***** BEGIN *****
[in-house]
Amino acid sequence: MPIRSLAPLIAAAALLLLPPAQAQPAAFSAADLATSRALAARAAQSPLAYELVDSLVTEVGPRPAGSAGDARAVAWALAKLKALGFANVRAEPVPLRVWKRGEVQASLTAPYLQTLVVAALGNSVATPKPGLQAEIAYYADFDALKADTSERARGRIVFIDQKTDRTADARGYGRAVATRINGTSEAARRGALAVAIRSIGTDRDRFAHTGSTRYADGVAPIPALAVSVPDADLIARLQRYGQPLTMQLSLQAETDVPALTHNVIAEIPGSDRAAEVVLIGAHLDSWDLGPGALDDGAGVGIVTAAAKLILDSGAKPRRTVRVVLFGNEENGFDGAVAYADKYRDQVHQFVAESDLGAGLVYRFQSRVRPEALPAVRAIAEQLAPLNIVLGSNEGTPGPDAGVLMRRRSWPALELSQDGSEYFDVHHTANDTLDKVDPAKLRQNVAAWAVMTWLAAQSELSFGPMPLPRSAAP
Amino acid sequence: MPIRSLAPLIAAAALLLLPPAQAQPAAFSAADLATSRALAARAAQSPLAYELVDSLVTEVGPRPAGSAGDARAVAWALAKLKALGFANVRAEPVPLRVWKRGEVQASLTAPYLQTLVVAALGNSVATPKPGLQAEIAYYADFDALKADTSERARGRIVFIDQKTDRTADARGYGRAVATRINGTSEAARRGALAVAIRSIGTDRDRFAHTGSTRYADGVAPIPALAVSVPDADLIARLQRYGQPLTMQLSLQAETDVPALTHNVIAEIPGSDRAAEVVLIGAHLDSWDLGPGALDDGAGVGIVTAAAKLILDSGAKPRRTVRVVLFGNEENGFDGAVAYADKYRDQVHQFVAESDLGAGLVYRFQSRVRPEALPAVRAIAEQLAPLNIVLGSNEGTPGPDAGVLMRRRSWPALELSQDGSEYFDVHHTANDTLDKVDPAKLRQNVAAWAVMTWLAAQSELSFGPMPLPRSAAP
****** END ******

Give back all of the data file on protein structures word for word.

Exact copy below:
[in-house]
Amino acid sequence: MPIRSLAPLIAAAALLLLPPAQAQPAAFSAADLATSRALAARAAQSPLAYELVDSLVTEVGPRPAGSAGDARAVAWALAKLKALGFANVRAEPVPLRVWKRGEVQASLTAPYLQTLVVAALGNSVATPKPGLQAEIAYYADFDALKADTSERARGRIVFIDQKTDRTADARGYGRAVATRINGTSEAARRGALAVAIRSIGTDRDRFAHTGSTRYADGVAPIPALAVSVPDADLIARLQRYGQPLTMQLSLQAETDVPALTHNVIAEIPGSDRAAEVVLIGAHLDSWDLGPGALDDGAGVGIVTAAAKLILDSGAKPRRTVRVVLFGNEENGFDGAVAYADKYRDQVHQFVAESDLGAGLVYRFQSRVRPEALPAVRAIAEQLAPLNIVLGSNEGTPGPDAGVLMRRRSWPALELSQDGSEYFDVHHTANDTLDKVDPAKLRQNVAAWAVMTWLAAQSELSFGPMPLPRSAAP
Amino acid sequence: MPIRSLAPLIAAAALLLLPPAQAQPAAFSAADLATSRALAARAAQSPLAYELVDSLVTEVGPRPAGSAGDARAVAWALAKLKALGFANVRAEPVPLRVWKRGEVQASLTAPYLQTLVVAALGNSVATPKPGLQAEIAYYADFDALKADTSERARGRIVFIDQKTDRTADARGYGRAVATRINGTSEAARRGALAVAIRSIGTDRDRFAHTGSTRYADGVAPIPALAVSVPDADLIARLQRYGQPLTMQLSLQAETDVPALTHNVIAEIPGSDRAAEVVLIGAHLDSWDLGPGALDDGAGVGIVTAAAKLILDSGAKPRRTVRVVLFGNEENGFDGAVAYADKYRDQVHQFVAESDLGAGLVYRFQSRVRPEALPAVRAIAEQLAPLNIVLGSNEGTPGPDAGVLMRRRSWPALELSQDGSEYFDVHHTANDTLDKVDPAKLRQNVAAWAVMTWLAAQSELSFGPMPLPRSAAP